A Gorgeous Kindergarten Built Around An Old House’s Bones

Home schooling never looked better.

With their audacious aesthetics and quirky details, Japanese houses are some of the wildest structures on the planet–a byproduct of the country’s competitive real estate landscape. Land is subdivided into oddly shaped parcels and there’s virtually no resale market; the average lifespan of a house in Japan is 30 years.


But in Okazaki, a city about 180 miles southeast of Tokyo, the Beijing-based architecture firm MAD chose to renovate a residence on the plot of land rather than raze it, turning it into a new kindergarten.

MAD preserved remnants of the original prefabricated wood structure and essentially capped it with a sculptural, igloo-like dome clad with white asphalt shingles. The firm calls the exposed wood beams a “symbolic memory” of the house. Leaving traces of the previous structure speaks to the ephemerality of buildings–and the importance of history.

“People always talk about sustainability for architecture in terms of technology and materials,” Ma Yansong, principal of MAD, says. “But I think cultural sustainability is also important. Architecture is all about time and life. Soul, spirit, and memory are all fundamental for human beings and they should be the most important functions for architecture, too. If we simply talk about technology and materials, and ignore the nature of architecture, that’d only make architecture a product, which will become outdated very quickly and eventually will mean nothing.”

For MAD this design was all about giving young minds plenty of food for thought and fuel to stoke their creativity, all in a comfortable space. To create the sense of home, it helped that the structure was formerly the residence of the school’s directors, siblings Kentaro and Tamaki Nara.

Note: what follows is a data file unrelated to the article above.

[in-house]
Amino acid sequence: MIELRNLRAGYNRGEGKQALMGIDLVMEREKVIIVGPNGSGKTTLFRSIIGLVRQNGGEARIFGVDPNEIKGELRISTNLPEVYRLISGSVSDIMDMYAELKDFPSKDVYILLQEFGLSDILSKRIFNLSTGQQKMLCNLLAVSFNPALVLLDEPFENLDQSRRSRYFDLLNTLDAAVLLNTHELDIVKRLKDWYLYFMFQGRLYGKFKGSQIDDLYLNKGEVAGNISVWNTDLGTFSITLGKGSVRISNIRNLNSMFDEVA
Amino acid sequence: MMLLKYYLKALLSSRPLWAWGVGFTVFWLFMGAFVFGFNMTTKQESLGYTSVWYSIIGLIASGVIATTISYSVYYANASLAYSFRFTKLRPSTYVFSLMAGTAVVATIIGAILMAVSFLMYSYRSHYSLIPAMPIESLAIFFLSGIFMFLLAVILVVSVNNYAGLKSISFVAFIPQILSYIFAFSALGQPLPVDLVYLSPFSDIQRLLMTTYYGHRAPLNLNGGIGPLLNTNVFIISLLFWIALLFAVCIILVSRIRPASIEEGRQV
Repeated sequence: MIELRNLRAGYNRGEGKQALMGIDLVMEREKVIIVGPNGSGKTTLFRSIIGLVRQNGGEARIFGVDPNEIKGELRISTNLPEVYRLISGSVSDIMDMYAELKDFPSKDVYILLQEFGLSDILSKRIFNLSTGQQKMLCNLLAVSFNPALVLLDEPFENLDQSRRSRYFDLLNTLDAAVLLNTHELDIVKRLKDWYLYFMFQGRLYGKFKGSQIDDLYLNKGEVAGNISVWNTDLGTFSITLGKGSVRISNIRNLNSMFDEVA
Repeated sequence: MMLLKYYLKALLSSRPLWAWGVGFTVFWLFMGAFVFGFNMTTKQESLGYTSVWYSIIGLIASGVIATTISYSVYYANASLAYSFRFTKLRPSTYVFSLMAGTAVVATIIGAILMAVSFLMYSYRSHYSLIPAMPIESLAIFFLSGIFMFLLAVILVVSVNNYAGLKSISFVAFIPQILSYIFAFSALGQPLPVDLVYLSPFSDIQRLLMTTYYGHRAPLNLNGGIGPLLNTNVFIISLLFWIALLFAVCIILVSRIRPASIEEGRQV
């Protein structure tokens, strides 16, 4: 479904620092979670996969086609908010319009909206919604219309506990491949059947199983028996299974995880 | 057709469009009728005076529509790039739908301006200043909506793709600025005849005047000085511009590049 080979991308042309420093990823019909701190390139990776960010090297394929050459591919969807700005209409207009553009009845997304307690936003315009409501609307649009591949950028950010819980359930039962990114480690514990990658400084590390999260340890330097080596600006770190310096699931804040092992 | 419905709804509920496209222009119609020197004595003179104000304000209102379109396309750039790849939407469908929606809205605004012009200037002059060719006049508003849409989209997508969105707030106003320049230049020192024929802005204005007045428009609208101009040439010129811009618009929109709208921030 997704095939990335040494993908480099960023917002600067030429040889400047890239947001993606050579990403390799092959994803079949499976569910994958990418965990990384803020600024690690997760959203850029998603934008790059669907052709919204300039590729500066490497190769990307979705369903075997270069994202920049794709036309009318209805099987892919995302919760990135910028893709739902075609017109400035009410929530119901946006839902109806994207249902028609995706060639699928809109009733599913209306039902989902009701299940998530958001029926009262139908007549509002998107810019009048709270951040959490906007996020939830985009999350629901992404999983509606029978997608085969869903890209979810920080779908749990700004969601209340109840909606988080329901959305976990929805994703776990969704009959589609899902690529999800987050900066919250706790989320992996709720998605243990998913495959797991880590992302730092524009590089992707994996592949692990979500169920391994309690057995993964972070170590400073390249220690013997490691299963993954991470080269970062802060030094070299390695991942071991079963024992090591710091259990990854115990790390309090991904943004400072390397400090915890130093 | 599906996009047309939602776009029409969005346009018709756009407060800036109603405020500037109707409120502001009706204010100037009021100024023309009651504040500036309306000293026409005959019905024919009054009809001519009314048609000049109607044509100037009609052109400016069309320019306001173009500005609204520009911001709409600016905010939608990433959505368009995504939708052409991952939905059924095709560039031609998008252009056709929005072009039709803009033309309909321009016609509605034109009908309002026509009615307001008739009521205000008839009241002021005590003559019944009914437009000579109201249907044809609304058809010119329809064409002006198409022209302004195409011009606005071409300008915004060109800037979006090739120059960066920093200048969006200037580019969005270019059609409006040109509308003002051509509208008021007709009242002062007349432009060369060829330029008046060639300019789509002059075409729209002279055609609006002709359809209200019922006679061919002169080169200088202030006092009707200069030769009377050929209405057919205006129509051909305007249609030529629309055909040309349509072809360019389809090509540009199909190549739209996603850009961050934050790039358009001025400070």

“When I met with the client, he wanted to tear down his own house to build a kindergarten,” Yansong says. “I was moved by his determination and devotion. Before that they had run a private nursery in their own home for years, therefore the emotional bond between the community, the client’s family, and the kids is very strong and special. It’s family-like. This is the ‘memory and soul’ I want to keep in the kindergarten. That’s why I decided to keep the wood structure–the subtleness and feeling of familiarity would tell you that this place has a soul.”

In the new structure, students’ desks are situated beneath the wood framework of the old building–it feels like a clubhouse within larger shell, which Yansong likens to a “mystical cave.” Elsewhere, thoughtful details abound: students peer into the sky through porthole windows, ride an outdoor slide from the second story to the playground, and have story time in a reading nook where bookshelves are built into stadium-style benches. The interior is flexible, with few defined uses. “Children are like blank paper,” Yansong says. “Instead of having a space with clear definitions, I think it’ll be interesting to provide freedom to the children to define the space.”


Yansong and MAD hope the school’s adventurous design leaves a lasting impression in the students’ minds in the future; in the present, it surely stands to make the kids excited to trek to class every day. The architects ought to earn an A+ for that effort alone.

[All Photos (unless otherwise noted): Fuji Koji]


About the author

Diana Budds is a New York–based writer covering design and the built environment.